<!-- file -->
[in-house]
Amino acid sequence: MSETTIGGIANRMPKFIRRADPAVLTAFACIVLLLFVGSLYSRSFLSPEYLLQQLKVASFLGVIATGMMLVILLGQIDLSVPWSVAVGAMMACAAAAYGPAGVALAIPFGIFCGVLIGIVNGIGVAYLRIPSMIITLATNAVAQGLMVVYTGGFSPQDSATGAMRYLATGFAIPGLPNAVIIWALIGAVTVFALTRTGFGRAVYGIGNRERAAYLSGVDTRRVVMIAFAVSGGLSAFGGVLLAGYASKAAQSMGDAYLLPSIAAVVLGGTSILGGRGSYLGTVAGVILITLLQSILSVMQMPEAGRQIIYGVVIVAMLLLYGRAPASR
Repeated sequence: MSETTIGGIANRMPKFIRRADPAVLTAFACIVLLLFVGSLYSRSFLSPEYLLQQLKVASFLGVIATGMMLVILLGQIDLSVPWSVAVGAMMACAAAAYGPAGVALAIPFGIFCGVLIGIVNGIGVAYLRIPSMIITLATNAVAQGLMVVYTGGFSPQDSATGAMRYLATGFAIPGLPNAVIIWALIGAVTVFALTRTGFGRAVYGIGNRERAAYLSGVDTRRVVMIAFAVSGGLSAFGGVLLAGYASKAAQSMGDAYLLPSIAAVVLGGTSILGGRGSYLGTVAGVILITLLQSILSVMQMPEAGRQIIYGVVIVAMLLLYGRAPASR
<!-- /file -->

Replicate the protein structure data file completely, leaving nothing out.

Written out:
[in-house]
Amino acid sequence: MSETTIGGIANRMPKFIRRADPAVLTAFACIVLLLFVGSLYSRSFLSPEYLLQQLKVASFLGVIATGMMLVILLGQIDLSVPWSVAVGAMMACAAAAYGPAGVALAIPFGIFCGVLIGIVNGIGVAYLRIPSMIITLATNAVAQGLMVVYTGGFSPQDSATGAMRYLATGFAIPGLPNAVIIWALIGAVTVFALTRTGFGRAVYGIGNRERAAYLSGVDTRRVVMIAFAVSGGLSAFGGVLLAGYASKAAQSMGDAYLLPSIAAVVLGGTSILGGRGSYLGTVAGVILITLLQSILSVMQMPEAGRQIIYGVVIVAMLLLYGRAPASR
Repeated sequence: MSETTIGGIANRMPKFIRRADPAVLTAFACIVLLLFVGSLYSRSFLSPEYLLQQLKVASFLGVIATGMMLVILLGQIDLSVPWSVAVGAMMACAAAAYGPAGVALAIPFGIFCGVLIGIVNGIGVAYLRIPSMIITLATNAVAQGLMVVYTGGFSPQDSATGAMRYLATGFAIPGLPNAVIIWALIGAVTVFALTRTGFGRAVYGIGNRERAAYLSGVDTRRVVMIAFAVSGGLSAFGGVLLAGYASKAAQSMGDAYLLPSIAAVVLGGTSILGGRGSYLGTVAGVILITLLQSILSVMQMPEAGRQIIYGVVIVAMLLLYGRAPASR